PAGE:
By law, the supplier or manufacturer of every chemical must have available the SDS sheet for that chemical. Many suppliers have these documents available for download from their website. Gather these printouts and place them — in alphabetical order by brand name — in a binder labeled “SDS.” This binder should be easily available to the employees.
Additionally, every bottle or container that has a chemical in it must be properly labeled. So, when you pour off your favorite all-purpose cleaner into a trigger sprayer, for example, you must label that bottle (even if with a marker) with the name of the chemical, the chemical diamond hazard symbol, and first aid instructions. The easy way to deal with this is to work with a detail chemical supplier that has pre-labeled bottles available.
Part of management’s job is to also educate all employees about the proper use of each of the chemicals in the shop, including proper dilution ratios, first aid, and spill clean-up directions. For example, the manager might actually read the entire label of each chemical, including the dilution instructions, which should be clearly emphasized as “required” and not just “suggested.”
Dilution of concentrated chemicals is of particular concern, as I have personally seen many instances of improperly diluted chemicals. Usually the problem is that the ready-to-use spray bottles contain an overly concentrated dilution of the chemical, typically because the technician who filled the bottle thinks that “more is better.”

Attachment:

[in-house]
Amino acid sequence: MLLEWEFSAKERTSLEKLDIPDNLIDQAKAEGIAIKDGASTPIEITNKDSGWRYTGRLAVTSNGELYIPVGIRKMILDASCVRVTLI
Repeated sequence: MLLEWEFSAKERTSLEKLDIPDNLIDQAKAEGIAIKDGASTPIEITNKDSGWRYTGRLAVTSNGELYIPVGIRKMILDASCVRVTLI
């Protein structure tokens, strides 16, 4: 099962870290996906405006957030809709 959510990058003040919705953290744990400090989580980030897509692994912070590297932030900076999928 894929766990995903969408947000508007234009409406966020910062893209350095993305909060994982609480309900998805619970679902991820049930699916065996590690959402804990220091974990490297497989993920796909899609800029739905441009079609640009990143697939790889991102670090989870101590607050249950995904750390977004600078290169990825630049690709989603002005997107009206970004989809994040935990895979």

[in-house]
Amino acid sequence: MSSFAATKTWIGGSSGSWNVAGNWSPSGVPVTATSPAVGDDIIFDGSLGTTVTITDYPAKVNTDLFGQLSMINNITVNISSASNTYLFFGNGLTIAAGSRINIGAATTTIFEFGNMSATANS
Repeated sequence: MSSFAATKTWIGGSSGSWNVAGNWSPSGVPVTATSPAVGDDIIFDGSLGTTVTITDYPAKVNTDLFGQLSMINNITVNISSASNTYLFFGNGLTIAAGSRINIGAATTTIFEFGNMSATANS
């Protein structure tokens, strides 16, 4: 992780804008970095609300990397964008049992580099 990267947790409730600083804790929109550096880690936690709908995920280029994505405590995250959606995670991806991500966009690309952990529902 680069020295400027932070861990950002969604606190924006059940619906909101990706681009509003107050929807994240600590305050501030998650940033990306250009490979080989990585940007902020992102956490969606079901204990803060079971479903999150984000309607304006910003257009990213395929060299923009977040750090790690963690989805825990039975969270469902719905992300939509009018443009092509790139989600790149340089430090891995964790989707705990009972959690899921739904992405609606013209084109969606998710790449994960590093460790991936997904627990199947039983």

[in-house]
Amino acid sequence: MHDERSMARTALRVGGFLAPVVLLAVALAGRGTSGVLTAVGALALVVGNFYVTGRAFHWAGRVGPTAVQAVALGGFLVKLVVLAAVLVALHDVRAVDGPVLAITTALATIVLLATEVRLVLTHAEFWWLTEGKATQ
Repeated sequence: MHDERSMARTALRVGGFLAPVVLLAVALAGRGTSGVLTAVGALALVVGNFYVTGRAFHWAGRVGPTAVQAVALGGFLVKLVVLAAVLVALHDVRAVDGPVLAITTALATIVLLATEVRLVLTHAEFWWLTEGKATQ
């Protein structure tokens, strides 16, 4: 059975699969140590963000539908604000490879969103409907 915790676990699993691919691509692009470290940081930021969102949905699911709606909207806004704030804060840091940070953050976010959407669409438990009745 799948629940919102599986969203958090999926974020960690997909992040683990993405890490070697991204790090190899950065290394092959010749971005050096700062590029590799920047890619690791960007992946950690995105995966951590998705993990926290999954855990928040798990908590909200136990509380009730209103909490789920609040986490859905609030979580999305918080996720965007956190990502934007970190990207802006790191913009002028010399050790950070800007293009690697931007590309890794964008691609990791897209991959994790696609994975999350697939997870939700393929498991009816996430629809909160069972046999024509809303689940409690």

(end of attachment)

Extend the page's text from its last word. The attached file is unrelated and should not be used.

Over-dilution of concentrates can lead to ineffective batches. Under-dilution can lead to damage on the vehicle and, more importantly, injury to the employee due to incidental contact or inhalation of the overly concentrated chemical.
One solution for dilution issues is to have a dilution station in which dilutable chemicals are automatically diluted or diluted in large batches by a dedicated manager. With this system in place, the technicians who want to refill their chemical bottles deal only with pre-diluted chemical and never touch the concentrate.
Another responsibility of the shop owner is to have a hazardous material management plan in place for the shop. This includes proper storage of flammable chemicals in a specially designed and marked flammable metal cabinet, as well as having a spill kit available in the event that a large quantity of chemical should accidentally spill on the ground.
It is not enough to have these plans in place, however. Once again, it is critical that all employees be educated in the chemical management plans as well as what to do in the event of accidents involving chemicals.